With crude oil shipping and train derailments on the rise, the U.S. Department of Transportation says it’s an “imminent hazard,” and has issued an emergency order requiring railroads notify local emergency responders whenever oil shipments travel through their states. But a Washington state senator says it’s not nearly enough.
The emergency order issued Wednesday comes in the wake of a series of accidents, as the volume of crude oil shipped from the Bakken region of North Dakota across the United States continues to increase.
“It’s a good first step, but far more needs to be done quickly,” says Sen. Steve O’Ban, R-University Place.
O’Ban led a bi-partisan effort to pass legislation requiring oil terminals report shipments to the state Department of Ecology. The measure failed amidst ongoing disputes between environmentalists and the rail and oil industries.
O’Ban says he is worried just knowing when and where oil is being shipped isn’t enough, pointing to the increased number of accidents, including the May 1 derailment of an oil train Lynchburg, Va. It spilled 30,000 gallons into the James River which erupted into flames, forcing the evacuation of 350 people.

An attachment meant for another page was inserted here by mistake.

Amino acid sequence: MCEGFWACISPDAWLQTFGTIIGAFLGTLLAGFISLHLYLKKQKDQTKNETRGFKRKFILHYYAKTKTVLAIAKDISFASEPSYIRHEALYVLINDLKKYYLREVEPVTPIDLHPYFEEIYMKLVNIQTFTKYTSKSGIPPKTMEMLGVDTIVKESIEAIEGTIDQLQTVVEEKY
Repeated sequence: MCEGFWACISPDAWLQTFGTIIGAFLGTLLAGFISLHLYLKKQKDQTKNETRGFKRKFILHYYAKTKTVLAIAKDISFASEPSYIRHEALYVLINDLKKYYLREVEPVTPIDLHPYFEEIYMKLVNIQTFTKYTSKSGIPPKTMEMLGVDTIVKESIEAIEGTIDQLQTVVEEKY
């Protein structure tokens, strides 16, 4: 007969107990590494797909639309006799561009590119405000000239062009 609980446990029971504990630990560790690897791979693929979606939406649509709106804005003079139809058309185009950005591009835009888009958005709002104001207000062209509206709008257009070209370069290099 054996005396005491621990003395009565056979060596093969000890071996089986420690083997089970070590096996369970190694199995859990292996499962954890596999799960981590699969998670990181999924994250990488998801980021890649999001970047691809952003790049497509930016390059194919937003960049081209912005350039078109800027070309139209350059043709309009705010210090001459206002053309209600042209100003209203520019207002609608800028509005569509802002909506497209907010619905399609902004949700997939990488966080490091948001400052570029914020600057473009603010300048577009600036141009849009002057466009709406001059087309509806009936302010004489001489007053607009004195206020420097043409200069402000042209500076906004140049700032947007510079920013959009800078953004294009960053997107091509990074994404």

Last year, an oil train exploded in Lac-Mégantic, Quebec, killing 47 people.
“We really need the federal government to approach this with a greater degree of urgency and without violating any administrative procedures. We need to get them to create new rules as quickly as possible.”
O’Ban is calling on federal regulators to implement new safety standards that would require retrofitting of train cars to better protect against spills in the event of derailment. And he wants antiquated tank cars that can’t be retrofitted banned from service — as Canada did following the Quebec disaster.
The Transportation Department has also issued a separate safety advisory encouraging railroads to avoid using older tank cars “to the extent reasonably practicable,” and is working on updated standards expected to be released this summer. But O’Ban worries they aren’t moving fast enough to prevent a massive spill in Washington state.
“If we’re going to increase rail traffic two, three times what it’s been historically, you just know the accident rate is going to increase as well,” he says.
U.S. Sen. Maria Cantwell agrees, telling Transportation Secretary Anthony Foxx during a Senate hearing Wednesday that oil trains move through “every major city in the Northwest … hitting every urban center in our state.” She pressed Foxx to move even faster on tougher tank-car standards that would have the force of law.
The Associated Press contributed to this report.